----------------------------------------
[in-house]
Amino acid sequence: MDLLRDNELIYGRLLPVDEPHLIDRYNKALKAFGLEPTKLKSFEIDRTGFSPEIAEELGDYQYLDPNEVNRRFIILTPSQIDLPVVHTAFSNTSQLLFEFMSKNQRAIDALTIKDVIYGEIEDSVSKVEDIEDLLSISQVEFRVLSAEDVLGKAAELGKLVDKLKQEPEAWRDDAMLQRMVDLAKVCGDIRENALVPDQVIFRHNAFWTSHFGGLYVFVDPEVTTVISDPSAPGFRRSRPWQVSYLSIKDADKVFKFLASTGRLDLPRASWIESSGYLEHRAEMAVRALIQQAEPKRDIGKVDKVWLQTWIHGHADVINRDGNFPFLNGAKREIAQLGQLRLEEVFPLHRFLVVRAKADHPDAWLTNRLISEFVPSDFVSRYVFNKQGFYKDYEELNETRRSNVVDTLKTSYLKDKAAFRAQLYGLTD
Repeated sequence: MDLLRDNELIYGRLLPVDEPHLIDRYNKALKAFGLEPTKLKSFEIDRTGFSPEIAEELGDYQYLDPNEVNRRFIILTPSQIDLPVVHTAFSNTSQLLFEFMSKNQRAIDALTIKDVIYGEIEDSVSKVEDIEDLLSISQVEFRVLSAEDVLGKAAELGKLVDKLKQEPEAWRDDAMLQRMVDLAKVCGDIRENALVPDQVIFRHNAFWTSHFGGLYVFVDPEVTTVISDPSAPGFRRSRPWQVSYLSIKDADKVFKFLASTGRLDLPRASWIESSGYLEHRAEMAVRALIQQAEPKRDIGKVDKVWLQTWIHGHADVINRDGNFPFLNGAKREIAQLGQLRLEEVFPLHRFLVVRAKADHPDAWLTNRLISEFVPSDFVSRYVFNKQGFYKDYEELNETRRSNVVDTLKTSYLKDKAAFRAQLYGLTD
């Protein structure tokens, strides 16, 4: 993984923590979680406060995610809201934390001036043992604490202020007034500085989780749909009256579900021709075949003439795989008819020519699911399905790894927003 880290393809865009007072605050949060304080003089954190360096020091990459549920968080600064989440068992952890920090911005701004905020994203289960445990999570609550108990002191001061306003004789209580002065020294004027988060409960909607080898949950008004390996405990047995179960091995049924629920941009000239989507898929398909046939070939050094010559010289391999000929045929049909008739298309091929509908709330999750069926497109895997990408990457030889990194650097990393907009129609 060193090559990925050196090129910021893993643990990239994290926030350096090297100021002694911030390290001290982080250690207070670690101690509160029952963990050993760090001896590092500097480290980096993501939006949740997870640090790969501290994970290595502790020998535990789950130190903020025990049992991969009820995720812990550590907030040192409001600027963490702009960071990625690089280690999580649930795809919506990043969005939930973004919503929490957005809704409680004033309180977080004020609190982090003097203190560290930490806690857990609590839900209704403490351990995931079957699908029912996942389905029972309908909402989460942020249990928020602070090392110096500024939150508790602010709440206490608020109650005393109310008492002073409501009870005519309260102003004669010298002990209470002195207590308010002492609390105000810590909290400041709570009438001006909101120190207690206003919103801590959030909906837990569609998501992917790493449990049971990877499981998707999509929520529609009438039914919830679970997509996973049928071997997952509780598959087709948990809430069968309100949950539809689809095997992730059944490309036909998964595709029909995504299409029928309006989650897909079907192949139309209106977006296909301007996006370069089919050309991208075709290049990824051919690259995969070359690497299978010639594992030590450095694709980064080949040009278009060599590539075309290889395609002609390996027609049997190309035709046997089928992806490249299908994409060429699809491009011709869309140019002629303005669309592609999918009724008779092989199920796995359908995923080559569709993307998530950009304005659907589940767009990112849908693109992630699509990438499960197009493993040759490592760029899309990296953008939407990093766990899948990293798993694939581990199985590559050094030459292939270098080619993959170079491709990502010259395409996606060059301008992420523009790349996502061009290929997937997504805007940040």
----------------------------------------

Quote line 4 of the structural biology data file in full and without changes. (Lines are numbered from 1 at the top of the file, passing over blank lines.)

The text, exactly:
């Protein structure tokens, strides 16, 4: 993984923590979680406060995610809201934390001036043992604490202020007034500085989780749909009256579900021709075949003439795989008819020519699911399905790894927003 880290393809865009007072605050949060304080003089954190360096020091990459549920968080600064989440068992952890920090911005701004905020994203289960445990999570609550108990002191001061306003004789209580002065020294004027988060409960909607080898949950008004390996405990047995179960091995049924629920941009000239989507898929398909046939070939050094010559010289391999000929045929049909008739298309091929509908709330999750069926497109895997990408990457030889990194650097990393907009129609 060193090559990925050196090129910021893993643990990239994290926030350096090297100021002694911030390290001290982080250690207070670690101690509160029952963990050993760090001896590092500097480290980096993501939006949740997870640090790969501290994970290595502790020998535990789950130190903020025990049992991969009820995720812990550590907030040192409001600027963490702009960071990625690089280690999580649930795809919506990043969005939930973004919503929490957005809704409680004033309180977080004020609190982090003097203190560290930490806690857990609590839900209704403490351990995931079957699908029912996942389905029972309908909402989460942020249990928020602070090392110096500024939150508790602010709440206490608020109650005393109310008492002073409501009870005519309260102003004669010298002990209470002195207590308010002492609390105000810590909290400041709570009438001006909101120190207690206003919103801590959030909906837990569609998501992917790493449990049971990877499981998707999509929520529609009438039914919830679970997509996973049928071997997952509780598959087709948990809430069968309100949950539809689809095997992730059944490309036909998964595709029909995504299409029928309006989650897909079907192949139309209106977006296909301007996006370069089919050309991208075709290049990824051919690259995969070359690497299978010639594992030590450095694709980064080949040009278009060599590539075309290889395609002609390996027609049997190309035709046997089928992806490249299908994409060429699809491009011709869309140019002629303005669309592609999918009724008779092989199920796995359908995923080559569709993307998530950009304005659907589940767009990112849908693109992630699509990438499960197009493993040759490592760029899309990296953008939407990093766990899948990293798993694939581990199985590559050094030459292939270098080619993959170079491709990502010259395409996606060059301008992420523009790349996502061009290929997937997504805007940040």